Maybe you bit down on a popcorn seed. Maybe you fell down the stairs and hit the deck, face-first. Or maybe other dental issues have weakened your enamel over time.
Whatever the cause, having a cracked tooth is no picnic. Even if your tooth does not hurt immediately, the nerve inside the tooth may become damaged over time if the situation is not addressed—and then, it really will be painful.
There is no way to treat a cracked tooth at home—so your best bet is to set up an appointment with your dentist office. While you wait for your appointment, here’s a general idea of what might be wrong and what you can expect.
Broken Tooth Pain
Your dentist’s first priority will be assessing the damage to your tooth’s nerve. If the tooth is significantly broken, the pain you experience will be enough evidence that it is. You will then likely have to receive a root canal to remove the nerve.
If the root is undamaged, treatment will vary according to the type of tooth fracture or break. Below are some of the most common types of cracked teeth.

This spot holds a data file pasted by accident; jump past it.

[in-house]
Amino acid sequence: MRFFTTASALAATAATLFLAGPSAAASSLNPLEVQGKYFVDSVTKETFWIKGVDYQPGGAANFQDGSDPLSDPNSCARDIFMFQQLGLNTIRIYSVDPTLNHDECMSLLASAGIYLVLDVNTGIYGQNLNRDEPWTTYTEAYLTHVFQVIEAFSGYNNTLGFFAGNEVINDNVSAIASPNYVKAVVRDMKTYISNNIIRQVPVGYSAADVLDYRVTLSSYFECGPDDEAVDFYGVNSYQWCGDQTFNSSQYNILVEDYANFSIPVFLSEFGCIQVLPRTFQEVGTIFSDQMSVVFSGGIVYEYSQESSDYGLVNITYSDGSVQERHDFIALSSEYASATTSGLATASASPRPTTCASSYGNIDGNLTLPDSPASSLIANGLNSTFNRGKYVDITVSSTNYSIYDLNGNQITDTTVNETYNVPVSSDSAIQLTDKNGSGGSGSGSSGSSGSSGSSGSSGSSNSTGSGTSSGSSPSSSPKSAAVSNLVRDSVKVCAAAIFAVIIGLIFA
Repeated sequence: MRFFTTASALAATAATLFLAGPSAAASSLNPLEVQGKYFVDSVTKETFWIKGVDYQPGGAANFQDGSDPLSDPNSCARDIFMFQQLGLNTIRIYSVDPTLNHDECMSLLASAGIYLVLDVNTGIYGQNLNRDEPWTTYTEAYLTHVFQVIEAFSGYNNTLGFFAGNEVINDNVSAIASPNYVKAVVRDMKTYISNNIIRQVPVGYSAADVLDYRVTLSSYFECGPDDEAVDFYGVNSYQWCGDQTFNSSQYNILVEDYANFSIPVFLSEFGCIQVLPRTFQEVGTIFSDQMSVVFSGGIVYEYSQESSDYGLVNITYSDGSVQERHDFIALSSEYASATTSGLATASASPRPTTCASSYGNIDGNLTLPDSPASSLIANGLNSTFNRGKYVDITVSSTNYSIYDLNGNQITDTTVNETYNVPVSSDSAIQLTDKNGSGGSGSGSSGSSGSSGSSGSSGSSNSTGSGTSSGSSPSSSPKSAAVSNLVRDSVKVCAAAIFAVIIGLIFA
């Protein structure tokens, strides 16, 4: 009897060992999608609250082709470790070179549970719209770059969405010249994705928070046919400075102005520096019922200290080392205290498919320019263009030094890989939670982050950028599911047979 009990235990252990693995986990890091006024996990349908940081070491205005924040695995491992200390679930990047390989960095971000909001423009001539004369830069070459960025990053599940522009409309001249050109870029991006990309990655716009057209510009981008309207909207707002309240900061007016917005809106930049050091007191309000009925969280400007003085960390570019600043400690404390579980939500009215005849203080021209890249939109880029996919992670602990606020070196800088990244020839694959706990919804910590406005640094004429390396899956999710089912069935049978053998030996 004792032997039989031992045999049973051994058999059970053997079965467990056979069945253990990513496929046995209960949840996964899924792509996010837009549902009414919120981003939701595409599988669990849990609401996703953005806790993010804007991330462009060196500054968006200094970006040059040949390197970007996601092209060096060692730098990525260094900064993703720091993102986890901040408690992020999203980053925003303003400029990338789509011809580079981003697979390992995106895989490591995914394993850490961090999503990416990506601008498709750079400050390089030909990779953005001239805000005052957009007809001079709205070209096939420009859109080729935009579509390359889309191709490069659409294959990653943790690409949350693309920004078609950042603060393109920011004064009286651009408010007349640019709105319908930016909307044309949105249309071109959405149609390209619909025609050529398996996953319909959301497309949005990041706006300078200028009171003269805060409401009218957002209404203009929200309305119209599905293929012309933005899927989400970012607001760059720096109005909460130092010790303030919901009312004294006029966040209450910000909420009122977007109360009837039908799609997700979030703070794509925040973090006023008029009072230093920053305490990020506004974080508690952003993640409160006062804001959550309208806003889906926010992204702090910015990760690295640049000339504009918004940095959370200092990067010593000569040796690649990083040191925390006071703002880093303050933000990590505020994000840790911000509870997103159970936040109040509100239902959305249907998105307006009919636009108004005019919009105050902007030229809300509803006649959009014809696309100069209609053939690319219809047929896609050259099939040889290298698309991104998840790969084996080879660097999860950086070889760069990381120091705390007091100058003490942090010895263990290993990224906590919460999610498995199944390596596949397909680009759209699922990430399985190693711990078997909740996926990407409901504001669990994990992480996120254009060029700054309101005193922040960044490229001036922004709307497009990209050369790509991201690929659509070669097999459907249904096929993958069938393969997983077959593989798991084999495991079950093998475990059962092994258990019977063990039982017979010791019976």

Minor Tooth Cracks
Also called “craze lines”, these minor surface cracks only affect the surface enamel of the tooth. Oftentimes, they do not require treatment at all, so your dentist may only polish the area to smooth out any rough spots.
If a tooth is truly cracked from the chewing surface all the way down to the nerve, it will require filling material at the very least. Cracked teeth also usually require a crown; without one, the tooth will continue splitting as pressure is applied to it, like a piece of firewood.
The cusps of the teeth are the pointed chewing surfaces of the molars and premolars. Since cusp breaks usually do not affect the tooth’s pulp, they typically do not cause much pain. However, you may want to repair the damage to restore the tooth’s shape and ensure easier chewing. Sometimes an onlay or a crown will be required.
Serious tooth breaks run deeply enough to expose the nerve. Needless to say, they are very painful. If you have suffered a serious tooth break, you will require a root canal and a crown to restore the tooth to normal function.
A split tooth is one that has split vertically, like a piece of firewood. In order to save the tooth, your dentist will first determine which parts of the root can be saved. (Some teeth, like the molars, have multiple roots.) The dentist will remove any roots that cannot be kept with a root canal and cover the tooth with a crown. If the tooth is still painful, it may require an extraction.
Unlike most tooth cracks, vertical breaks develop in the root of the tooth and move upwards. In most cases, the tooth will have to be removed.
In some cases, the tooth has broken because a cavity weakened it from the inside out. Your dentist will be able to recommend the best way to treat the cavity and restore the tooth. If the decay is extensive, the tooth may need to be removed.